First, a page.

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The pragmatic bases of musical meaning

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Music in present day western society is generally conceived of either as a consumable commodity or as an abstract aesthetic object. However, evidence from non-western societies together with a more detailed consideration of music outside the institutions of the academy and of commerce, supports the view of music as an active, interactive, and universally accessible communicative behaviour which shares significant features with language. In this paper we shall present evidence to support the view that music is a communicative mode optimised for the management of situations of social uncertainty, and explore the implications of this view for the interrelationships between music and language. We shall evaluate the adequacy of conventional approaches to understanding propositionality in music within a teleosemantic framework, which appears to provide an effective means of articulating and distinguishing the scope of meaning relations within music and language. We shall discuss preliminary evidence which suggests that common processes rooted in biological affordances and predicated upon pitch structures underlie inferences about communicative attitudes in both language and music. We shall also assess the extent to which temporal features of musical and linguistic structures and interactions can be understood from the perspective of theories of entrainment.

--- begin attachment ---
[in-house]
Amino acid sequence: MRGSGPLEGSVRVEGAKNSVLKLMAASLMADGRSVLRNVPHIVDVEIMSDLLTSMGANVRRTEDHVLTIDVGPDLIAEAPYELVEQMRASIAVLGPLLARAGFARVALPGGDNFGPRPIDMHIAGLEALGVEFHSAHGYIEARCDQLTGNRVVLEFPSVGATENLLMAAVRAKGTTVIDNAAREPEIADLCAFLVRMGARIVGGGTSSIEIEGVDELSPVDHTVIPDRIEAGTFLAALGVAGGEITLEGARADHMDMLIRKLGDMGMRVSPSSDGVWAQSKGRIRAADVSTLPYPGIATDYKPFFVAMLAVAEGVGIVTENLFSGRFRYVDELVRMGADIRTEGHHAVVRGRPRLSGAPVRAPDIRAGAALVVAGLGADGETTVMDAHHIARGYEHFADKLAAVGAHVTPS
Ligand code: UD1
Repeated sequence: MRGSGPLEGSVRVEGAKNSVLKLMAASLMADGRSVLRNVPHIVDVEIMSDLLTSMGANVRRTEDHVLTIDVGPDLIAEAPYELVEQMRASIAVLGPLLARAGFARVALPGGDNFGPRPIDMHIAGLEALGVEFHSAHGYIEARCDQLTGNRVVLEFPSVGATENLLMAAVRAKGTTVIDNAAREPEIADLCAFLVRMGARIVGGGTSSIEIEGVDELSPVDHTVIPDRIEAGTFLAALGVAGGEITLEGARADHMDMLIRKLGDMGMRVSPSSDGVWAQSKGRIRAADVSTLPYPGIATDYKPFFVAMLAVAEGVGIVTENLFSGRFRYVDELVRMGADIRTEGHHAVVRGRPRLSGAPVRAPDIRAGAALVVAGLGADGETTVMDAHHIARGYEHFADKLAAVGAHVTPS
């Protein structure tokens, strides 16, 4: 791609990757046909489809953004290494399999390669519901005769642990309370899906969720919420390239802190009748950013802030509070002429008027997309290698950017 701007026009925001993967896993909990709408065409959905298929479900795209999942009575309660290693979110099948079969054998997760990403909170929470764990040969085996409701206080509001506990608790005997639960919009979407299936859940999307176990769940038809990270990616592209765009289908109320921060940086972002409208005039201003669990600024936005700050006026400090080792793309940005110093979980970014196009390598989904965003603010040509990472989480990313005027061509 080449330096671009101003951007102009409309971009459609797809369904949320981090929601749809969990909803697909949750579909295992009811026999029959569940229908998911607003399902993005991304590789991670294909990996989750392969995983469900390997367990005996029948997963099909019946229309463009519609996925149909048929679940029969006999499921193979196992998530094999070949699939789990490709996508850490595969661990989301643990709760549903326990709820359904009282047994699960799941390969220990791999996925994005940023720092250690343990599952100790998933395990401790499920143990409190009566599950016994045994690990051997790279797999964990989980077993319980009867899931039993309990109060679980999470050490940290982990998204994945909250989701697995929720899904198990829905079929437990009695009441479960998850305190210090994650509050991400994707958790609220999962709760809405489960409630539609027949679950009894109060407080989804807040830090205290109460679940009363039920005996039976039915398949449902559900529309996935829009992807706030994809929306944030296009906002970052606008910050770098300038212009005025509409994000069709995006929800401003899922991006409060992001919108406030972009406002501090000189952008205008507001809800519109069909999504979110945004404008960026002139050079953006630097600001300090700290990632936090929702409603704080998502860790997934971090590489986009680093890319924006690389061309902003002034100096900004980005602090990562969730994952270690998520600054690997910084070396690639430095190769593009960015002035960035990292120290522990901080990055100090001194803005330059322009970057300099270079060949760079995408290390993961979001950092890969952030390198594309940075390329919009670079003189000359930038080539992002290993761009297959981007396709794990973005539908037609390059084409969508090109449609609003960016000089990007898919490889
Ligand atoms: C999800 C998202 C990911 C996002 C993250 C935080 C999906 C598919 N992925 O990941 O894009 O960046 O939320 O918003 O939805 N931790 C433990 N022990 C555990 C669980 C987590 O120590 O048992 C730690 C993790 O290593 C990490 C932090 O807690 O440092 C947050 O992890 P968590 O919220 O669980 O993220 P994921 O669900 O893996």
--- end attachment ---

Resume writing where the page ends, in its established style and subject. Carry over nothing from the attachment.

This talk is part of the Cambridge University Linguistic Society (LingSoc) series.

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